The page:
# Berezinian

In mathematics and theoretical physics, the Berezinian or superdeterminant is a generalization of the determinant to the case of supermatrices. The name is for Felix Berezin. The Berezinian plays a role analogous to the determinant when considering coordinate changes for integration on a supermanifold.

## Definition

The Berezinian is uniquely determined by two defining properties:

• $\operatorname{Ber}(XY) = \operatorname{Ber}(X)\operatorname{Ber}(Y)$
• $\operatorname{Ber}(e^X) = e^{\operatorname{str(X)}}\,$

where str(X) denotes the supertrace of X. Unlike the classical determinant, the Berezinian is defined only for invertible supermatrices.

The simplest case to consider is the Berezinian of a supermatrix with entries in a field K. Such supermatrices represent linear transformations of a super vector space over K. A particular even supermatrix is a block matrix of the form

$X = \begin{bmatrix}A & 0 \\ 0 & D\end{bmatrix}$

Such a matrix is invertible if and only if both A and D are invertible matrices over K. The Berezinian of X is given by

$\operatorname{Ber}(X) = \det(A)\det(D)^{-1}$

For a motivation of the negative exponent see the substitution formula in the odd case.

More generally, consider matrices with entries in a supercommutative algebra R. An even supermatrix is then of the form

$X = \begin{bmatrix}A & B \\ C & D\end{bmatrix}$

where A and D have even entries and B and C have odd entries. Such a matrix is invertible if and only if both A and D are invertible in the commutative ring R0 (the even subalgebra of R). In this case the Berezinian is given by

$\operatorname{Ber}(X) = \det(A-BD^{-1}C)\det(D)^{-1}$

or, equivalently, by

$\operatorname{Ber}(X) = \det(A)\det(D-CA^{-1}B)^{-1}.$

These formulas are well-defined since we are only taking determinants of matrices whose entries are in the commutative ring R0. The matrix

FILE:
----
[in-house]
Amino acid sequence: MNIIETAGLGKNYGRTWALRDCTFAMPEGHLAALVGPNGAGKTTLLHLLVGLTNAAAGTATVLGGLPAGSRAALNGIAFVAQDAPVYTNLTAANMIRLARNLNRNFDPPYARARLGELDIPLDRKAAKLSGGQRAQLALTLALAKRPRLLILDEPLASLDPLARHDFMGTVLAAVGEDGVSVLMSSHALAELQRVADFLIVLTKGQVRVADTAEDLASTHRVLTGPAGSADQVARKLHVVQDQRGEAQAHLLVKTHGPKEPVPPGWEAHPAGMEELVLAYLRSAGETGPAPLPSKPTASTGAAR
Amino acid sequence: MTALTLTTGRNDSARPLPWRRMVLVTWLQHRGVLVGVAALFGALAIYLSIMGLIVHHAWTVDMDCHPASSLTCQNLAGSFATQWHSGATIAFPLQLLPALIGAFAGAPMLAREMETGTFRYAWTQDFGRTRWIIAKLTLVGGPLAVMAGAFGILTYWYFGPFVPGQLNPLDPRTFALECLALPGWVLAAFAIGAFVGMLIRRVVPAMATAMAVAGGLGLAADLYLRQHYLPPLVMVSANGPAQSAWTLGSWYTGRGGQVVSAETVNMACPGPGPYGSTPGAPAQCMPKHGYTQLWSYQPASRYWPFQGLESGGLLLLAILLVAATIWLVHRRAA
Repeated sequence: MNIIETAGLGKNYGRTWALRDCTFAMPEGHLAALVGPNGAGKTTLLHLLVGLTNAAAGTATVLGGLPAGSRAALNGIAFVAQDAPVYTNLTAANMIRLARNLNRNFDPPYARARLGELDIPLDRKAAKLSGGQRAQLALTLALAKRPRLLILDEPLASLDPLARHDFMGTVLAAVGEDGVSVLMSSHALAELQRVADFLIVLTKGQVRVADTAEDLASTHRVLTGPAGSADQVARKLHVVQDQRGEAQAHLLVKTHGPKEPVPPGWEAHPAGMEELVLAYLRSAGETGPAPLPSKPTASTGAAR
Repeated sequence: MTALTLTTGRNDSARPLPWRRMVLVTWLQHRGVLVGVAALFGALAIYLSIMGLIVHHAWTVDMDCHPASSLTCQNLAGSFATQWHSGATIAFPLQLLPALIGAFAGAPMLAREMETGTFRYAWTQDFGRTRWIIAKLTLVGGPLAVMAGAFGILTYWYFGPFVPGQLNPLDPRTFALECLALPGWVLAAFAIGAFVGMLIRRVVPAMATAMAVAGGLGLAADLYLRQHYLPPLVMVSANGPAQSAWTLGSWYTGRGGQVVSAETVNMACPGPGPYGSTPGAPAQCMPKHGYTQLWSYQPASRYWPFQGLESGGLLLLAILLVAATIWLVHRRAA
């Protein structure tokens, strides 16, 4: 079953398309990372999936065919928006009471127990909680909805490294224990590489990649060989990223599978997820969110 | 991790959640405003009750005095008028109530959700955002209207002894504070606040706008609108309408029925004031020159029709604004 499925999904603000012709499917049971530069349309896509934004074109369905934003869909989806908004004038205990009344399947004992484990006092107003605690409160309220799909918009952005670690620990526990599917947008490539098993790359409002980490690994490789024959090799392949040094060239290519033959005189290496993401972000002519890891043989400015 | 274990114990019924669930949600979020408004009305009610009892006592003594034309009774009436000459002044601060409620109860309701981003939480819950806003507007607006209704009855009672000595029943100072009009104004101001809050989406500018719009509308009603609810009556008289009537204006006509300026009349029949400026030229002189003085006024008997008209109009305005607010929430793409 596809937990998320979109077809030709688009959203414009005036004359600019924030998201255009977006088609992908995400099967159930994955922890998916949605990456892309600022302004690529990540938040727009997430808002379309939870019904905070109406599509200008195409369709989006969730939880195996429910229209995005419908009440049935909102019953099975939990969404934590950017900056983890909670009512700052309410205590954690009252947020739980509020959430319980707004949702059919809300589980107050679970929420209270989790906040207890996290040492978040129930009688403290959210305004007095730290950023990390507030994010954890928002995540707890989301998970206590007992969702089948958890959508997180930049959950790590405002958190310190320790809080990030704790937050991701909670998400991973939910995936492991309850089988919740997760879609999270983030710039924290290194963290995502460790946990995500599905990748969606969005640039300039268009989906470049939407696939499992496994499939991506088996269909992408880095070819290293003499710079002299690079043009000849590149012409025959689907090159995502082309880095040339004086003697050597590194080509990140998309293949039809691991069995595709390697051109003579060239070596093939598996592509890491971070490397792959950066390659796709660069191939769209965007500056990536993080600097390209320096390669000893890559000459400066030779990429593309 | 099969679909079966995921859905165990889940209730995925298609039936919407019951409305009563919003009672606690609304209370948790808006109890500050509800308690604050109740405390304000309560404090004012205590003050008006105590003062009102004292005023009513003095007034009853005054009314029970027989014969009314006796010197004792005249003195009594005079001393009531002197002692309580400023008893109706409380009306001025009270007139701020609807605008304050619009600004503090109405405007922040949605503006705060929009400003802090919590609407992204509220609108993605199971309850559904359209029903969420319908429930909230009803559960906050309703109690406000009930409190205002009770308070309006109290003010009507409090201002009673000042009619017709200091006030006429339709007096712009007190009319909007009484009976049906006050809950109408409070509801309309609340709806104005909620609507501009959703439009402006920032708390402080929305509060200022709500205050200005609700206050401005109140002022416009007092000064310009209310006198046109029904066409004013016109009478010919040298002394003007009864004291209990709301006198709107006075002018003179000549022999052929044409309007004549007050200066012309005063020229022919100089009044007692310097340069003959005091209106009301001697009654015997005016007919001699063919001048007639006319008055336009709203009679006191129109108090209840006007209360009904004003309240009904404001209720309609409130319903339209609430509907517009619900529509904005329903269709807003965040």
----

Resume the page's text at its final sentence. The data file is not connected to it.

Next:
$D-CA^{-1}B \,$

is known as the Schur complement of A relative to $\begin{bmatrix} A & B \\ C & D \end{bmatrix}.$

An odd matrix X can only be invertible if the number of even dimensions equals the number of odd dimensions. In this case, invertibility of X is equivalent to the invertibility of JX, where

$J = \begin{bmatrix}0 & I \\ -I & 0\end{bmatrix}.$

Then the Berezinian of X is defined as

$\operatorname{Ber}(X) = \operatorname{Ber}(JX) = \det(C-DB^{-1}A)\det(-B)^{-1}.$

## Properties

• The Berezinian of X is always a unit in the ring R0.
• $\operatorname{Ber}(X)^{-1} = \operatorname{Ber}(X^{-1})$
• $\operatorname{Ber}(X^T) = \operatorname{Ber}(X)$ where $X^T$ denotes the supertranspose of X.
• $\operatorname{Ber}(X\oplus Y) = \operatorname{Ber}(X)\mathrm{Ber}(Y)$

## Berezinian module

The determinant of an endomorphism of a free module M can be defined as the induced action on the 1-dimensional highest exterior power of M. In the supersymmetric case there is no highest exterior power, but there is a still a similar definition of the Berezinian as follows.

Suppose that M is a free module of dimension (p,q) over R. Let A be the (super)symmetric algebra S*(M*) of the dual M* of M. Then an automorphism of M acts on the ext module

$Ext_{A}^p (R,A)$

(which has dimension (1,0) if q is even and dimension (0,1) if q is odd)) as multiplication by the Berezianian.